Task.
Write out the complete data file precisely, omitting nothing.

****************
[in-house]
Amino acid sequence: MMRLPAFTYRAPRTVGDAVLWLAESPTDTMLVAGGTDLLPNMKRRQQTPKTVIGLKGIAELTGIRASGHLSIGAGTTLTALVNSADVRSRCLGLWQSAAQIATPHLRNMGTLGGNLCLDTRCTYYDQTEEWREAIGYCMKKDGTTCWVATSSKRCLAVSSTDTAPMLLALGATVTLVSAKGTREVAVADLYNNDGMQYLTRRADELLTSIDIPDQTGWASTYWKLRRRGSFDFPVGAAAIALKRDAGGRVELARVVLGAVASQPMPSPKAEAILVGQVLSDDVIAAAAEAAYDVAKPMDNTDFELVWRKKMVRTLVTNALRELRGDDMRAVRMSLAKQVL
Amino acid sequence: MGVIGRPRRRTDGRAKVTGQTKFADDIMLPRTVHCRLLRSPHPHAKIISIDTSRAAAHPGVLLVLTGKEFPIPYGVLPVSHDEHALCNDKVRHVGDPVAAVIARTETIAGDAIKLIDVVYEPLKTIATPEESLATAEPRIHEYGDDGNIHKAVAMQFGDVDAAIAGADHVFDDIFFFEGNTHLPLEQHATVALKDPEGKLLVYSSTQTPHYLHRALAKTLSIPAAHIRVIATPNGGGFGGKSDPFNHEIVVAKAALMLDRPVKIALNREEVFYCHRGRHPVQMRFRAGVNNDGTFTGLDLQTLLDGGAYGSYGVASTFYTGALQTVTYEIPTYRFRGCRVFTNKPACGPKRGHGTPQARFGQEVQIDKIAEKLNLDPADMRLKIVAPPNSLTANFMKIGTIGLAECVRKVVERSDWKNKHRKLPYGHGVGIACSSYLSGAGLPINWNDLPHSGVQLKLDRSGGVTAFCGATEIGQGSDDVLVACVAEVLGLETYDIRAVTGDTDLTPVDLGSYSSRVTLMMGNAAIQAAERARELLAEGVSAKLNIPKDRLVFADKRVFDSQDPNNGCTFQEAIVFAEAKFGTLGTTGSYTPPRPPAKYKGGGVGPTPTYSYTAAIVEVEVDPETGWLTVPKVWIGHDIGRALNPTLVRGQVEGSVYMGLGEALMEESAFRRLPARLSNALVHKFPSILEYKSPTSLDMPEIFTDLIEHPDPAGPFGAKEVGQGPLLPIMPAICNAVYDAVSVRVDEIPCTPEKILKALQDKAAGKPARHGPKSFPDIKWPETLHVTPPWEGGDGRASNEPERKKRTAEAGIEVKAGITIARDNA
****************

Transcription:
[in-house]
Amino acid sequence: MMRLPAFTYRAPRTVGDAVLWLAESPTDTMLVAGGTDLLPNMKRRQQTPKTVIGLKGIAELTGIRASGHLSIGAGTTLTALVNSADVRSRCLGLWQSAAQIATPHLRNMGTLGGNLCLDTRCTYYDQTEEWREAIGYCMKKDGTTCWVATSSKRCLAVSSTDTAPMLLALGATVTLVSAKGTREVAVADLYNNDGMQYLTRRADELLTSIDIPDQTGWASTYWKLRRRGSFDFPVGAAAIALKRDAGGRVELARVVLGAVASQPMPSPKAEAILVGQVLSDDVIAAAAEAAYDVAKPMDNTDFELVWRKKMVRTLVTNALRELRGDDMRAVRMSLAKQVL
Amino acid sequence: MGVIGRPRRRTDGRAKVTGQTKFADDIMLPRTVHCRLLRSPHPHAKIISIDTSRAAAHPGVLLVLTGKEFPIPYGVLPVSHDEHALCNDKVRHVGDPVAAVIARTETIAGDAIKLIDVVYEPLKTIATPEESLATAEPRIHEYGDDGNIHKAVAMQFGDVDAAIAGADHVFDDIFFFEGNTHLPLEQHATVALKDPEGKLLVYSSTQTPHYLHRALAKTLSIPAAHIRVIATPNGGGFGGKSDPFNHEIVVAKAALMLDRPVKIALNREEVFYCHRGRHPVQMRFRAGVNNDGTFTGLDLQTLLDGGAYGSYGVASTFYTGALQTVTYEIPTYRFRGCRVFTNKPACGPKRGHGTPQARFGQEVQIDKIAEKLNLDPADMRLKIVAPPNSLTANFMKIGTIGLAECVRKVVERSDWKNKHRKLPYGHGVGIACSSYLSGAGLPINWNDLPHSGVQLKLDRSGGVTAFCGATEIGQGSDDVLVACVAEVLGLETYDIRAVTGDTDLTPVDLGSYSSRVTLMMGNAAIQAAERARELLAEGVSAKLNIPKDRLVFADKRVFDSQDPNNGCTFQEAIVFAEAKFGTLGTTGSYTPPRPPAKYKGGGVGPTPTYSYTAAIVEVEVDPETGWLTVPKVWIGHDIGRALNPTLVRGQVEGSVYMGLGEALMEESAFRRLPARLSNALVHKFPSILEYKSPTSLDMPEIFTDLIEHPDPAGPFGAKEVGQGPLLPIMPAICNAVYDAVSVRVDEIPCTPEKILKALQDKAAGKPARHGPKSFPDIKWPETLHVTPPWEGGDGRASNEPERKKRTAEAGIEVKAGITIARDNA